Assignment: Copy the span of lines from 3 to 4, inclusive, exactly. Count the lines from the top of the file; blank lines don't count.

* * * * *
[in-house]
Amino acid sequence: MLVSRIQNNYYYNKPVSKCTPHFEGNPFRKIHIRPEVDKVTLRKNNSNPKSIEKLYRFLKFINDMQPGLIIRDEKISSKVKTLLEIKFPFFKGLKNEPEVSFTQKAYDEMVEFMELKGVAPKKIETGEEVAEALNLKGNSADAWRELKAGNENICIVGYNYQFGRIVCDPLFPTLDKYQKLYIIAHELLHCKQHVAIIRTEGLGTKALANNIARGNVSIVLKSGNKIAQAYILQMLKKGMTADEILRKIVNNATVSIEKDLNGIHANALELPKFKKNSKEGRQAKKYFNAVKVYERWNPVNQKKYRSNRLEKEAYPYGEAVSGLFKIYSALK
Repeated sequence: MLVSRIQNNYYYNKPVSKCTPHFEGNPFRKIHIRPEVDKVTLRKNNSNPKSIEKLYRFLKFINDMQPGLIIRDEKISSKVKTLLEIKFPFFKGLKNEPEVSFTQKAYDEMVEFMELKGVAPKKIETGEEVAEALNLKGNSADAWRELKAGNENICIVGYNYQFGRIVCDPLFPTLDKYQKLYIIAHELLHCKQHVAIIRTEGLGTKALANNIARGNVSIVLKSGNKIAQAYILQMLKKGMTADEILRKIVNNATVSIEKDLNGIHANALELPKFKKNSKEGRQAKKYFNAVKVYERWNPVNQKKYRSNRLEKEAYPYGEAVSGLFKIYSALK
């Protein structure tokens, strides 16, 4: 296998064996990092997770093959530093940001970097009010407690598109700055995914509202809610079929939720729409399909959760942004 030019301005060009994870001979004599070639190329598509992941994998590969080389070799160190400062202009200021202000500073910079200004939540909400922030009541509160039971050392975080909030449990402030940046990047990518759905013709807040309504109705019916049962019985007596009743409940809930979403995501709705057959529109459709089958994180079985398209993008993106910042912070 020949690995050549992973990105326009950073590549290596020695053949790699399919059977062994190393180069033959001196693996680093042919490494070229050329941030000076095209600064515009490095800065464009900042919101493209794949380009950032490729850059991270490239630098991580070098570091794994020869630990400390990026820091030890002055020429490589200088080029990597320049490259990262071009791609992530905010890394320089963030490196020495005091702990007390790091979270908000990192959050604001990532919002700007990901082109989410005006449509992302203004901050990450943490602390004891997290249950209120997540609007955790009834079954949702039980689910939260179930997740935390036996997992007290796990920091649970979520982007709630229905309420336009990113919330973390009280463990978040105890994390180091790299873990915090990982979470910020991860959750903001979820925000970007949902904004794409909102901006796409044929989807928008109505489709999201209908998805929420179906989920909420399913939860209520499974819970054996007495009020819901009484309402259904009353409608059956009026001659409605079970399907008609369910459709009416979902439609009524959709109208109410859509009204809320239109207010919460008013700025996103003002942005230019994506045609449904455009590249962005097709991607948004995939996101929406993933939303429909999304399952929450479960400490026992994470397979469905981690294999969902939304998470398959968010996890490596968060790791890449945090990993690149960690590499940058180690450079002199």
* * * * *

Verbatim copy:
Repeated sequence: MLVSRIQNNYYYNKPVSKCTPHFEGNPFRKIHIRPEVDKVTLRKNNSNPKSIEKLYRFLKFINDMQPGLIIRDEKISSKVKTLLEIKFPFFKGLKNEPEVSFTQKAYDEMVEFMELKGVAPKKIETGEEVAEALNLKGNSADAWRELKAGNENICIVGYNYQFGRIVCDPLFPTLDKYQKLYIIAHELLHCKQHVAIIRTEGLGTKALANNIARGNVSIVLKSGNKIAQAYILQMLKKGMTADEILRKIVNNATVSIEKDLNGIHANALELPKFKKNSKEGRQAKKYFNAVKVYERWNPVNQKKYRSNRLEKEAYPYGEAVSGLFKIYSALK
């Protein structure tokens, strides 16, 4: 296998064996990092997770093959530093940001970097009010407690598109700055995914509202809610079929939720729409399909959760942004 030019301005060009994870001979004599070639190329598509992941994998590969080389070799160190400062202009200021202000500073910079200004939540909400922030009541509160039971050392975080909030449990402030940046990047990518759905013709807040309504109705019916049962019985007596009743409940809930979403995501709705057959529109459709089958994180079985398209993008993106910042912070 020949690995050549992973990105326009950073590549290596020695053949790699399919059977062994190393180069033959001196693996680093042919490494070229050329941030000076095209600064515009490095800065464009900042919101493209794949380009950032490729850059991270490239630098991580070098570091794994020869630990400390990026820091030890002055020429490589200088080029990597320049490259990262071009791609992530905010890394320089963030490196020495005091702990007390790091979270908000990192959050604001990532919002700007990901082109989410005006449509992302203004901050990450943490602390004891997290249950209120997540609007955790009834079954949702039980689910939260179930997740935390036996997992007290796990920091649970979520982007709630229905309420336009990113919330973390009280463990978040105890994390180091790299873990915090990982979470910020991860959750903001979820925000970007949902904004794409909102901006796409044929989807928008109505489709999201209908998805929420179906989920909420399913939860209520499974819970054996007495009020819901009484309402259904009353409608059956009026001659409605079970399907008609369910459709009416979902439609009524959709109208109410859509009204809320239109207010919460008013700025996103003002942005230019994506045609449904455009590249962005097709991607948004995939996101929406993933939303429909999304399952929450479960400490026992994470397979469905981690294999969902939304998470398959968010996890490596968060790791890449945090990993690149960690590499940058180690450079002199």